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[363] at all; so that the Federals must have greatly outnumbered the Confederates.

The losses sustained show the severity of the engagement. The Confederate loss was 530, and the Federal 936 killed and wounded.

We have often heard the facetious infantryman inquire, as we filed through their camps, ‘Whoever saw a dead mule or a dead cavalryman?’

Had they been present that day their curiosity would have been fully satisfied.

When war's alarm sounded, and the cry ‘to arms!’ was heard from the Potomac to the Rio Grande, these valorous knights, animated with a devotion as pure and sacred as ever nerved the heart or fired the breast of the true and tried, in the days of chivalry, turned from their peaceful pursuits, and, encouraged by the approving smiles of the fair women of the South, marshaled under the ensigns prepared by their own fair hands and presented with the injunction that living they were to defend it, or dying make it the winding sheet to enwrap them for Immortality.

The history of the sacrifices of these noble spirits and their heroic struggles against superior numbers has not yet been written.

It is imperative that each officer should in his turn write the history of his own command.

Isolated—often by companies, regiments and brigades—they fought a thousand splendid engagements, the recital of the story of which would eclipse the deeds of Hernando Cortes, and the romance of which there is scarcely a record.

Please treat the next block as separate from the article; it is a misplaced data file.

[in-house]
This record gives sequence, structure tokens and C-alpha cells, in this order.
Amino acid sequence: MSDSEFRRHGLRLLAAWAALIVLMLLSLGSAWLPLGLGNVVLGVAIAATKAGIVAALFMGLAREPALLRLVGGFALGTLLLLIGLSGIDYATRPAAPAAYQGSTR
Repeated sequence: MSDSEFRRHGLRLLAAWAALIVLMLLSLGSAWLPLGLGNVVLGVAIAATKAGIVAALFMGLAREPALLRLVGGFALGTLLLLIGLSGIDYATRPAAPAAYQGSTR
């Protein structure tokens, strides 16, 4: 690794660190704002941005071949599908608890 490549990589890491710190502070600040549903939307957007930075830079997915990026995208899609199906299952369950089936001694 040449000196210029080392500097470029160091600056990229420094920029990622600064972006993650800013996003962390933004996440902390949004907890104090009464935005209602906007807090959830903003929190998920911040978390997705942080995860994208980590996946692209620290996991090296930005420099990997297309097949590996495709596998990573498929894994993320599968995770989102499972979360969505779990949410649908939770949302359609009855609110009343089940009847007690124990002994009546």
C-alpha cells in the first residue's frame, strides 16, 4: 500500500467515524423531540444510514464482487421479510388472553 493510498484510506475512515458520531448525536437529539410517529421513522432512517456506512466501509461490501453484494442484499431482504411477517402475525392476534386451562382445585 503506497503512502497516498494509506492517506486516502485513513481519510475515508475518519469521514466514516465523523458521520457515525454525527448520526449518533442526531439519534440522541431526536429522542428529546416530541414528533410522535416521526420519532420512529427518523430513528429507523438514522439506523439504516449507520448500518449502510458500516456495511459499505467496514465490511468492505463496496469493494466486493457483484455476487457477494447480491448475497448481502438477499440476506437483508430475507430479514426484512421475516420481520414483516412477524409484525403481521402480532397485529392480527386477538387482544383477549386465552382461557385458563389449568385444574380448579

Said a distinguished writer during the war, ‘How unfortunate it is that so many fine engagements of the cavalry are lost sight of in the great battles of infantry and artillery that follow.’ He was doubtless referring to the very fight we have described, or to the brilliant engagement of Fitz Lee at Todd's Tavern, where that daring and gallant commander, with Wickham's and Lomax's brigades, held back Sheridan's cavalry and a portion of the Fifth Army Corps a day and a night, until Longstreet could reach the scene of action and place his seared ranks in front of Grant's heavy colums.

Ten thousand stories unchronicled on the historic page are told by comfortable hearthstones, or wherever comrades meet; stories of hardship and ever recurring dangers, where they fell—not by scores and hundreds it may be—but by twos and tens; on the outposts, in advance guards, in surprises, by the camp-fires as they slept—or

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